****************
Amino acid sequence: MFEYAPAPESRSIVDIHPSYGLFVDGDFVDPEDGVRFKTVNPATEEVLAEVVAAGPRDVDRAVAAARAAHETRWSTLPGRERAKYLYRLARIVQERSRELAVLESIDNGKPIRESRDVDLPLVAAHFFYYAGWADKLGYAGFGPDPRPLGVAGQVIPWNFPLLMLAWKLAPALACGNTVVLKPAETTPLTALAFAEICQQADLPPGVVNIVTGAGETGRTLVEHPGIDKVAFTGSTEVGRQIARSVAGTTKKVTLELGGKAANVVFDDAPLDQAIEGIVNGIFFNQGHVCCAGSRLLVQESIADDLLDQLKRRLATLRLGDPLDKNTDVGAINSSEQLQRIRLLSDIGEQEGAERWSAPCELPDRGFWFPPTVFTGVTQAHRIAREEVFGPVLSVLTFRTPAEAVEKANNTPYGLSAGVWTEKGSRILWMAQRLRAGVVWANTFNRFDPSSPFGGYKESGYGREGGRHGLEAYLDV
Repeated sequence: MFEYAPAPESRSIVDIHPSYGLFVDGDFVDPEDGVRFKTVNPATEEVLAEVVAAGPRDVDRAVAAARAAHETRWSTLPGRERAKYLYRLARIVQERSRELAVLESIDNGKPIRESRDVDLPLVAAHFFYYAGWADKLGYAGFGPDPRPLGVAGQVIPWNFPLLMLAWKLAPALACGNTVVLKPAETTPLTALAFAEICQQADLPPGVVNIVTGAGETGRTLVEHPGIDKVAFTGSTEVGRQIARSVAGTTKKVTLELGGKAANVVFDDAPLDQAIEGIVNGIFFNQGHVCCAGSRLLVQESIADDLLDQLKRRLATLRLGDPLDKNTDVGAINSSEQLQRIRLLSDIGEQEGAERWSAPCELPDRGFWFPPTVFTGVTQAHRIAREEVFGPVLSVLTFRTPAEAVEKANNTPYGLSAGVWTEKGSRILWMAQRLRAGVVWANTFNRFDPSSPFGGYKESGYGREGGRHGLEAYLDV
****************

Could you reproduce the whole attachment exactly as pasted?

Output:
Amino acid sequence: MFEYAPAPESRSIVDIHPSYGLFVDGDFVDPEDGVRFKTVNPATEEVLAEVVAAGPRDVDRAVAAARAAHETRWSTLPGRERAKYLYRLARIVQERSRELAVLESIDNGKPIRESRDVDLPLVAAHFFYYAGWADKLGYAGFGPDPRPLGVAGQVIPWNFPLLMLAWKLAPALACGNTVVLKPAETTPLTALAFAEICQQADLPPGVVNIVTGAGETGRTLVEHPGIDKVAFTGSTEVGRQIARSVAGTTKKVTLELGGKAANVVFDDAPLDQAIEGIVNGIFFNQGHVCCAGSRLLVQESIADDLLDQLKRRLATLRLGDPLDKNTDVGAINSSEQLQRIRLLSDIGEQEGAERWSAPCELPDRGFWFPPTVFTGVTQAHRIAREEVFGPVLSVLTFRTPAEAVEKANNTPYGLSAGVWTEKGSRILWMAQRLRAGVVWANTFNRFDPSSPFGGYKESGYGREGGRHGLEAYLDV
Repeated sequence: MFEYAPAPESRSIVDIHPSYGLFVDGDFVDPEDGVRFKTVNPATEEVLAEVVAAGPRDVDRAVAAARAAHETRWSTLPGRERAKYLYRLARIVQERSRELAVLESIDNGKPIRESRDVDLPLVAAHFFYYAGWADKLGYAGFGPDPRPLGVAGQVIPWNFPLLMLAWKLAPALACGNTVVLKPAETTPLTALAFAEICQQADLPPGVVNIVTGAGETGRTLVEHPGIDKVAFTGSTEVGRQIARSVAGTTKKVTLELGGKAANVVFDDAPLDQAIEGIVNGIFFNQGHVCCAGSRLLVQESIADDLLDQLKRRLATLRLGDPLDKNTDVGAINSSEQLQRIRLLSDIGEQEGAERWSAPCELPDRGFWFPPTVFTGVTQAHRIAREEVFGPVLSVLTFRTPAEAVEKANNTPYGLSAGVWTEKGSRILWMAQRLRAGVVWANTFNRFDPSSPFGGYKESGYGREGGRHGLEAYLDV